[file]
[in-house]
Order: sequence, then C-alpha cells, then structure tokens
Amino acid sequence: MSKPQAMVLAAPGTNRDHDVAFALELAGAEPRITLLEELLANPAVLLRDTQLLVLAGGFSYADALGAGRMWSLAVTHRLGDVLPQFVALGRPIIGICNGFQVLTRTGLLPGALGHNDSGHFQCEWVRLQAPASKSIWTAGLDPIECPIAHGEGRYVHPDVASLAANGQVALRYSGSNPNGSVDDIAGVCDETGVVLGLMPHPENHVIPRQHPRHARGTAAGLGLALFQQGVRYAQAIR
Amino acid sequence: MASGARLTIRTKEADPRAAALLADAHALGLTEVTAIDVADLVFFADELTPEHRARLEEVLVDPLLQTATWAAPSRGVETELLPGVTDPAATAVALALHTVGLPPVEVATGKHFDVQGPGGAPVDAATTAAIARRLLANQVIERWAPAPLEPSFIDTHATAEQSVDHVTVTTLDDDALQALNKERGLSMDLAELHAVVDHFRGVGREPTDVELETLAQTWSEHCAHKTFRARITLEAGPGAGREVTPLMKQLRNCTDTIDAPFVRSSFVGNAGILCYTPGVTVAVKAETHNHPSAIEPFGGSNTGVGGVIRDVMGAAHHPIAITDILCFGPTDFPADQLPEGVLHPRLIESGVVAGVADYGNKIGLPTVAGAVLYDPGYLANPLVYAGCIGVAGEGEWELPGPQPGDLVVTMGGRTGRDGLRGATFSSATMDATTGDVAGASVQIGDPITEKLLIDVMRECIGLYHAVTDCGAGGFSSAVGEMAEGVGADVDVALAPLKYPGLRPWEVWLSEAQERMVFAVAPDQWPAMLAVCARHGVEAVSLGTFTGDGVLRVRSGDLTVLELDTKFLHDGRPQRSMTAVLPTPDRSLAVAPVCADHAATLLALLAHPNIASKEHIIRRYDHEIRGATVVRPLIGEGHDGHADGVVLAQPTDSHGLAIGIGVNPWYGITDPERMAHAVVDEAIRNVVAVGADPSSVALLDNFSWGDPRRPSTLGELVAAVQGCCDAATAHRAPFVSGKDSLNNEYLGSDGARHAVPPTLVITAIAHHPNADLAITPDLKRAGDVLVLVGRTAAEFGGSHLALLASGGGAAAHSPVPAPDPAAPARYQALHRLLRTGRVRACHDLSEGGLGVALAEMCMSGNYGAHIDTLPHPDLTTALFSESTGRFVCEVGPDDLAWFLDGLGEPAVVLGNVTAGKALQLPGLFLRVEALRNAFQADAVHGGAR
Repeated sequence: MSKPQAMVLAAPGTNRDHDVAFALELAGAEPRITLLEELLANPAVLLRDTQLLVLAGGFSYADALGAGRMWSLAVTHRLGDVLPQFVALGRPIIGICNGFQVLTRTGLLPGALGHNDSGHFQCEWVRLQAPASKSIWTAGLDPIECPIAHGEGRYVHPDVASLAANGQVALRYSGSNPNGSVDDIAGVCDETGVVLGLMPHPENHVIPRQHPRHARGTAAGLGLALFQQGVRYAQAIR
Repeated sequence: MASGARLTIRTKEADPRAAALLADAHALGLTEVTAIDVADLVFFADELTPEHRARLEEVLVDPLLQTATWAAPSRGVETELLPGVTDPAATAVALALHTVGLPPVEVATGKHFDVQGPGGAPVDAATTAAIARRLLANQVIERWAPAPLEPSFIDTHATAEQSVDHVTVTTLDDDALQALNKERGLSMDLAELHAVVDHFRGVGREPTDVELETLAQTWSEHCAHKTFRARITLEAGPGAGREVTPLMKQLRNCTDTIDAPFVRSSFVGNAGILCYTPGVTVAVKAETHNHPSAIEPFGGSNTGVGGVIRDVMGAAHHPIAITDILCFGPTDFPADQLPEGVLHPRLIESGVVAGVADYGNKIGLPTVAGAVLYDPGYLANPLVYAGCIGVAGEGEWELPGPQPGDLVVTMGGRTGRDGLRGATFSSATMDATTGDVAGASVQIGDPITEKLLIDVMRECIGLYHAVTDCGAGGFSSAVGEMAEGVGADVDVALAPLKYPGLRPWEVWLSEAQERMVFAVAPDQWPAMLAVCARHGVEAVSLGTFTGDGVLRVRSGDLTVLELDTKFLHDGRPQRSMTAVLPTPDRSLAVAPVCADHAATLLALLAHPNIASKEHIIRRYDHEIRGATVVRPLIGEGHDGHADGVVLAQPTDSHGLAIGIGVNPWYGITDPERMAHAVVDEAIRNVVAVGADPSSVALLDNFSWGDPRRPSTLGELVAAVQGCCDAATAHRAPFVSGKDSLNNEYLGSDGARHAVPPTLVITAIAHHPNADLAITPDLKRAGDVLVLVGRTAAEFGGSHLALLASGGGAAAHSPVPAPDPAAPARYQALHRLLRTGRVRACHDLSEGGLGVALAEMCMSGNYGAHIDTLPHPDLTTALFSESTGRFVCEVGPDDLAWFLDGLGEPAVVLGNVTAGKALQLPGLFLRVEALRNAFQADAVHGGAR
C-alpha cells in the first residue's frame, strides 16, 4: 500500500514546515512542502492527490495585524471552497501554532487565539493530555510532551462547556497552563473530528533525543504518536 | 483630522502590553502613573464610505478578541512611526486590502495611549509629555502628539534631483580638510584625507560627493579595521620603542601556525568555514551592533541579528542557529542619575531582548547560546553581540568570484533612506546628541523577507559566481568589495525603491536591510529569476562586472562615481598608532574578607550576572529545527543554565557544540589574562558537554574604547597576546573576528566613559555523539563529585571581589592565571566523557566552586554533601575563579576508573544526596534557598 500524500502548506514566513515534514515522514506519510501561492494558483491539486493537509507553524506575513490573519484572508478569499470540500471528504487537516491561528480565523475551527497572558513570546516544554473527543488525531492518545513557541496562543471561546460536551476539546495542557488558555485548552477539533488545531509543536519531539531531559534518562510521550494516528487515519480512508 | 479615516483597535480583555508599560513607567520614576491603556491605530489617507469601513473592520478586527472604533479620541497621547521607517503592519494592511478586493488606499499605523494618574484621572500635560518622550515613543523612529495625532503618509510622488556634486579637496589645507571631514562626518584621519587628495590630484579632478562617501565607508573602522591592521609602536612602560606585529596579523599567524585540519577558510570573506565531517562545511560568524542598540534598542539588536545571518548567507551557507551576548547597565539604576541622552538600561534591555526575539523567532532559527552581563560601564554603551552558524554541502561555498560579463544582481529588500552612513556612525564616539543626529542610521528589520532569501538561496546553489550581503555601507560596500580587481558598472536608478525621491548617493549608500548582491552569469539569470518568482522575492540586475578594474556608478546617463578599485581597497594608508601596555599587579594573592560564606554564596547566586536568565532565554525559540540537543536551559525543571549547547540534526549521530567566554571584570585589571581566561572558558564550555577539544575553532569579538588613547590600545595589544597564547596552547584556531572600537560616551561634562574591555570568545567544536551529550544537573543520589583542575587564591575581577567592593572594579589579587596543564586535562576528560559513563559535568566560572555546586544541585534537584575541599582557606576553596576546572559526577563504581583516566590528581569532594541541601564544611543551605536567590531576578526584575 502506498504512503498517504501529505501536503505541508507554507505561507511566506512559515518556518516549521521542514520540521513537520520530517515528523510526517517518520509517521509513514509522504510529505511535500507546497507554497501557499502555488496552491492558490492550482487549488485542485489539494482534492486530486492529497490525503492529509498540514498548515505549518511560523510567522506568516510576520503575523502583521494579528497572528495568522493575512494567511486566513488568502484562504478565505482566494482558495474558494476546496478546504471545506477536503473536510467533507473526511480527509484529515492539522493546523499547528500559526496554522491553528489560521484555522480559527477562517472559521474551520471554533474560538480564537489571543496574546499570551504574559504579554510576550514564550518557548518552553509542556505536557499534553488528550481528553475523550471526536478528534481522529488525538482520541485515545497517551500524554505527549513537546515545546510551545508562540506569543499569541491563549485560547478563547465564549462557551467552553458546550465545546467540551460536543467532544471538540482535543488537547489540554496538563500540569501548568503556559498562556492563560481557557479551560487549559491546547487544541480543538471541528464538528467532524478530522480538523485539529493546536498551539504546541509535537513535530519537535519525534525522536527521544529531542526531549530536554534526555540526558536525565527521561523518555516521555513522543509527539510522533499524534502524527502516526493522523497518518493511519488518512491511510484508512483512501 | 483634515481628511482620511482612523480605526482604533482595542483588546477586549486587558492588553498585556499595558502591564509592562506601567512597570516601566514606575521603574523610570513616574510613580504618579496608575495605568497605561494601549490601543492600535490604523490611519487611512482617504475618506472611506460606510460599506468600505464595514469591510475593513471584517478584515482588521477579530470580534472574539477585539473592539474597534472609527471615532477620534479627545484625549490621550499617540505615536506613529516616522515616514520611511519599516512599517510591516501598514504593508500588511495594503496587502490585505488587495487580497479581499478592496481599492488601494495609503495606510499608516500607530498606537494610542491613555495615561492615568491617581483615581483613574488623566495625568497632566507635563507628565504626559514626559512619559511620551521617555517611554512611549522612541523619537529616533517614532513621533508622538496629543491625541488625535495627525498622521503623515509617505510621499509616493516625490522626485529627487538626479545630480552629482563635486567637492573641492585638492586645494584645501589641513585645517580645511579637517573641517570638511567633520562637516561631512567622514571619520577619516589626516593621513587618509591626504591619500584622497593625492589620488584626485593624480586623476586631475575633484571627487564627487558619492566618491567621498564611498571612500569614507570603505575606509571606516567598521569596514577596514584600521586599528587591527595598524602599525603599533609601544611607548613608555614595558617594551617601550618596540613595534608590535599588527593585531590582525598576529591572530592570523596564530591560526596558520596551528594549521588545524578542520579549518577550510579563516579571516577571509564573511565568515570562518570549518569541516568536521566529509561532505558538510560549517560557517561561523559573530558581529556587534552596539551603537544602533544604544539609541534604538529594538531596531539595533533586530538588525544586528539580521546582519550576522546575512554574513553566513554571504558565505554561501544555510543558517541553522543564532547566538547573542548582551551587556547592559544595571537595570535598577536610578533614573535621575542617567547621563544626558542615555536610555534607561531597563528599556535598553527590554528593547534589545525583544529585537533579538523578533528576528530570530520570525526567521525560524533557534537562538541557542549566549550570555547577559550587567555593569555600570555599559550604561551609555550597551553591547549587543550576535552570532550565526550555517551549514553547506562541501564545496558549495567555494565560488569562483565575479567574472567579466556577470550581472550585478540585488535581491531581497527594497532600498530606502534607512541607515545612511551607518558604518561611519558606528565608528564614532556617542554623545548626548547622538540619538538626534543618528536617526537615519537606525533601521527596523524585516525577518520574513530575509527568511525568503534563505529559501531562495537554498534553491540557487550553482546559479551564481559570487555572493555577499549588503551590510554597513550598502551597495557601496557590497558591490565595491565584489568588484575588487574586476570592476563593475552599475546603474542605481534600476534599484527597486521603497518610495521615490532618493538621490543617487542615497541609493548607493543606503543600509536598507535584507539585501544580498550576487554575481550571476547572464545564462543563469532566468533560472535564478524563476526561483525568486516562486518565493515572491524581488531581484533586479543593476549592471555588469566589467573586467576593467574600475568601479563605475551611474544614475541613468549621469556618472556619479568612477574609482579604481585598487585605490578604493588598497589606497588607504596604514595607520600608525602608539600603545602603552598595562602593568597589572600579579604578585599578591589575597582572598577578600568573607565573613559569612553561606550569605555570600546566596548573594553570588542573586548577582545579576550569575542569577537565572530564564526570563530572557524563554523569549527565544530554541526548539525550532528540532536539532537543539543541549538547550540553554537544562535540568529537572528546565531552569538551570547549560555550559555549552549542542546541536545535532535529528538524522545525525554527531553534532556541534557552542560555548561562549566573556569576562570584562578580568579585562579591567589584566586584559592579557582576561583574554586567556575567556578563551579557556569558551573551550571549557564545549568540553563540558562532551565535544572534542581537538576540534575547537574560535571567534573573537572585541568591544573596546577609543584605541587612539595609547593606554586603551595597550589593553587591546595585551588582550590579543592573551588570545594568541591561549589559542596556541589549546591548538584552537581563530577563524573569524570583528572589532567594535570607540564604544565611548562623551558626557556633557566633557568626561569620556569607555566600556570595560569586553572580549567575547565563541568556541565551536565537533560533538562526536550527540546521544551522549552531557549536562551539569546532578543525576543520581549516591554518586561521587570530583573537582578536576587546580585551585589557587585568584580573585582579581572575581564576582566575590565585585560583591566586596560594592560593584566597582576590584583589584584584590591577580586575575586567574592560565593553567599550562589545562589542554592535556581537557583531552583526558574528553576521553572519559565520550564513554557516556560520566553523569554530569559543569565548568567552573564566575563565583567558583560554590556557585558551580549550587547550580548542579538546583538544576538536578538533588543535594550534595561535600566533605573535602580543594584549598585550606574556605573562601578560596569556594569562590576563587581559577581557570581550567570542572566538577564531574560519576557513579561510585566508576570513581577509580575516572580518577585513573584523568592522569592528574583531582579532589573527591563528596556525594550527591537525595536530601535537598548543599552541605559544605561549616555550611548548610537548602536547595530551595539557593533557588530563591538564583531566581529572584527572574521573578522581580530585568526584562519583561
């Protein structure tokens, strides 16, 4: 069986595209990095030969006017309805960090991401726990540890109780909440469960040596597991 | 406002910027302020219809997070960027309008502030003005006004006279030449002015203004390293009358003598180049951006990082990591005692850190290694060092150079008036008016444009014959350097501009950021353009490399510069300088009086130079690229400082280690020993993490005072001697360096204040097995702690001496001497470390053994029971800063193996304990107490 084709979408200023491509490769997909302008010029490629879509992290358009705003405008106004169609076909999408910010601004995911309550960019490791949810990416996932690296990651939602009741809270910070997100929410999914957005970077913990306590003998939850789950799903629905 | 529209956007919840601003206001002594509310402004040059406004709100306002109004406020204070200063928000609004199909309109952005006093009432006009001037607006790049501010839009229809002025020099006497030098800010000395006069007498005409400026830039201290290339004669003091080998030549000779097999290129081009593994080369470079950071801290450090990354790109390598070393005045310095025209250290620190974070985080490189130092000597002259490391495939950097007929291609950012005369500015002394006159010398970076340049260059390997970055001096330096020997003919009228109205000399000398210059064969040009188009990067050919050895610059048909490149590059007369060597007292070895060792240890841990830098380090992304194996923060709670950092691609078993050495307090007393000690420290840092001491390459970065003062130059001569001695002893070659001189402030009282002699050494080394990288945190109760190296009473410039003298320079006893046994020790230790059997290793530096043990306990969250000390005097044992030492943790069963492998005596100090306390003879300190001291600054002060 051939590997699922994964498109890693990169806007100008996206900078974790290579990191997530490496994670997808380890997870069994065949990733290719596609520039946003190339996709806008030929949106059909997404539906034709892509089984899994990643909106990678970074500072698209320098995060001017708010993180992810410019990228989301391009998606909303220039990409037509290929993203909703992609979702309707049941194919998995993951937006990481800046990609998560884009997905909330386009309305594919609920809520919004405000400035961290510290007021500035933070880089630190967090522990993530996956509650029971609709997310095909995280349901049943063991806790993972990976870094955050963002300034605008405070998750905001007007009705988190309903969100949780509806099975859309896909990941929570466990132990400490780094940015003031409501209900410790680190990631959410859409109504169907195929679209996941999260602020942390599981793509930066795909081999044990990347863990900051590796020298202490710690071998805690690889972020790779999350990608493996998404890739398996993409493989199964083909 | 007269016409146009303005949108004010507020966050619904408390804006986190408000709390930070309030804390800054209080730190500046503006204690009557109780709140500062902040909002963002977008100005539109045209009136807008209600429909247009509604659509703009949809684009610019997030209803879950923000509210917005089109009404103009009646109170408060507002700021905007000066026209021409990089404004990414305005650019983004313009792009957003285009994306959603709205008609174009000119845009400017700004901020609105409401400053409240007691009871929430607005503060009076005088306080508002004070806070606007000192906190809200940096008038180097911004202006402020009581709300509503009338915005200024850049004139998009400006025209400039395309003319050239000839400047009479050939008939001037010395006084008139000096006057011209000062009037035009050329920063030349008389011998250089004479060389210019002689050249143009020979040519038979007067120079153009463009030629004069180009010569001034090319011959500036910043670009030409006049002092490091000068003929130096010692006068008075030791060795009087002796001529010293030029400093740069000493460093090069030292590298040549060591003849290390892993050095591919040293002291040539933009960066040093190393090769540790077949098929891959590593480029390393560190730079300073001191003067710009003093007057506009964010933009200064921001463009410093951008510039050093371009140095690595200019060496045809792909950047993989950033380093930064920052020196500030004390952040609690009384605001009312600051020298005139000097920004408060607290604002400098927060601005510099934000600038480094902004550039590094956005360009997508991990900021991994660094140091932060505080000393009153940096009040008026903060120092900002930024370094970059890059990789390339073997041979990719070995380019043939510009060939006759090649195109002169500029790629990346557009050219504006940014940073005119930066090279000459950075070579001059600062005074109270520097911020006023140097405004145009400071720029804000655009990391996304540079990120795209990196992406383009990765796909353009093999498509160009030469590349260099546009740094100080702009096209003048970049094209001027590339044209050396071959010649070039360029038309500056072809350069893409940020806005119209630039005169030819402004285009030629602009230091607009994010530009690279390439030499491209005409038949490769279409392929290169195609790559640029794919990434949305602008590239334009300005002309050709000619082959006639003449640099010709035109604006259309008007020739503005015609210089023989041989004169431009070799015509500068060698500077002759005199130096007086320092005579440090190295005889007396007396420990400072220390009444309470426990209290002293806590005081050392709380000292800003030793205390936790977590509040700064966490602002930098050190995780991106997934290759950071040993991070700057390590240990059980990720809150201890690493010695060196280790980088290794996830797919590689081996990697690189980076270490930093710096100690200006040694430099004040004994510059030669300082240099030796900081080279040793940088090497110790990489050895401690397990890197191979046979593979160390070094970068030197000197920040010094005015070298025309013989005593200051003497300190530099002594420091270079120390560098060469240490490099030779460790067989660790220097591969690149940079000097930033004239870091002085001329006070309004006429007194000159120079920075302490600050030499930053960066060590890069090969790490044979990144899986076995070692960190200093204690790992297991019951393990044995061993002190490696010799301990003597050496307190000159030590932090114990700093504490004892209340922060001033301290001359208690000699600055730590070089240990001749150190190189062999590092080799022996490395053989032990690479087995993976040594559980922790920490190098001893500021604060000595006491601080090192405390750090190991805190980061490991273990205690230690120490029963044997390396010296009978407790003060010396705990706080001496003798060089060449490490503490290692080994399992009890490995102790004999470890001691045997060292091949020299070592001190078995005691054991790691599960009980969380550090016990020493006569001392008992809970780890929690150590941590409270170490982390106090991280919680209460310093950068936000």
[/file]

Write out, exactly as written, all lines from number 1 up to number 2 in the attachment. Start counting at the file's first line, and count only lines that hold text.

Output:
[in-house]
Order: sequence, then C-alpha cells, then structure tokens